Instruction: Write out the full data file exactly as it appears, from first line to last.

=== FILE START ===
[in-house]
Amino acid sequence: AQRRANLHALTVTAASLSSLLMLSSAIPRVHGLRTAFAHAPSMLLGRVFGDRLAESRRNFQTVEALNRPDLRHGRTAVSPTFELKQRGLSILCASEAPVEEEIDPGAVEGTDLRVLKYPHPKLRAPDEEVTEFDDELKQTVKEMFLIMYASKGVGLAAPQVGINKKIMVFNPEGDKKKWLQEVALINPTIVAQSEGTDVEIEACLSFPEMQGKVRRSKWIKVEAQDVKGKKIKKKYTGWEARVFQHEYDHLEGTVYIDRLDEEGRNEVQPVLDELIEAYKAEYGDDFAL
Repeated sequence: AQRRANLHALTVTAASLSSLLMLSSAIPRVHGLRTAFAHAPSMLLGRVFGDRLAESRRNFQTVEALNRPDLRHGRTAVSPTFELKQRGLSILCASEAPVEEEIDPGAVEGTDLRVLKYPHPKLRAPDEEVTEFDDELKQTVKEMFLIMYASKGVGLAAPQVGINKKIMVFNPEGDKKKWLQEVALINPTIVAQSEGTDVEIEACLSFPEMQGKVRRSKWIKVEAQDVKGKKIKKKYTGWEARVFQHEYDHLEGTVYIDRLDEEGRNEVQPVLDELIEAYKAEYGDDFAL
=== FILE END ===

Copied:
[in-house]
Amino acid sequence: AQRRANLHALTVTAASLSSLLMLSSAIPRVHGLRTAFAHAPSMLLGRVFGDRLAESRRNFQTVEALNRPDLRHGRTAVSPTFELKQRGLSILCASEAPVEEEIDPGAVEGTDLRVLKYPHPKLRAPDEEVTEFDDELKQTVKEMFLIMYASKGVGLAAPQVGINKKIMVFNPEGDKKKWLQEVALINPTIVAQSEGTDVEIEACLSFPEMQGKVRRSKWIKVEAQDVKGKKIKKKYTGWEARVFQHEYDHLEGTVYIDRLDEEGRNEVQPVLDELIEAYKAEYGDDFAL
Repeated sequence: AQRRANLHALTVTAASLSSLLMLSSAIPRVHGLRTAFAHAPSMLLGRVFGDRLAESRRNFQTVEALNRPDLRHGRTAVSPTFELKQRGLSILCASEAPVEEEIDPGAVEGTDLRVLKYPHPKLRAPDEEVTEFDDELKQTVKEMFLIMYASKGVGLAAPQVGINKKIMVFNPEGDKKKWLQEVALINPTIVAQSEGTDVEIEACLSFPEMQGKVRRSKWIKVEAQDVKGKKIKKKYTGWEARVFQHEYDHLEGTVYIDRLDEEGRNEVQPVLDELIEAYKAEYGDDFAL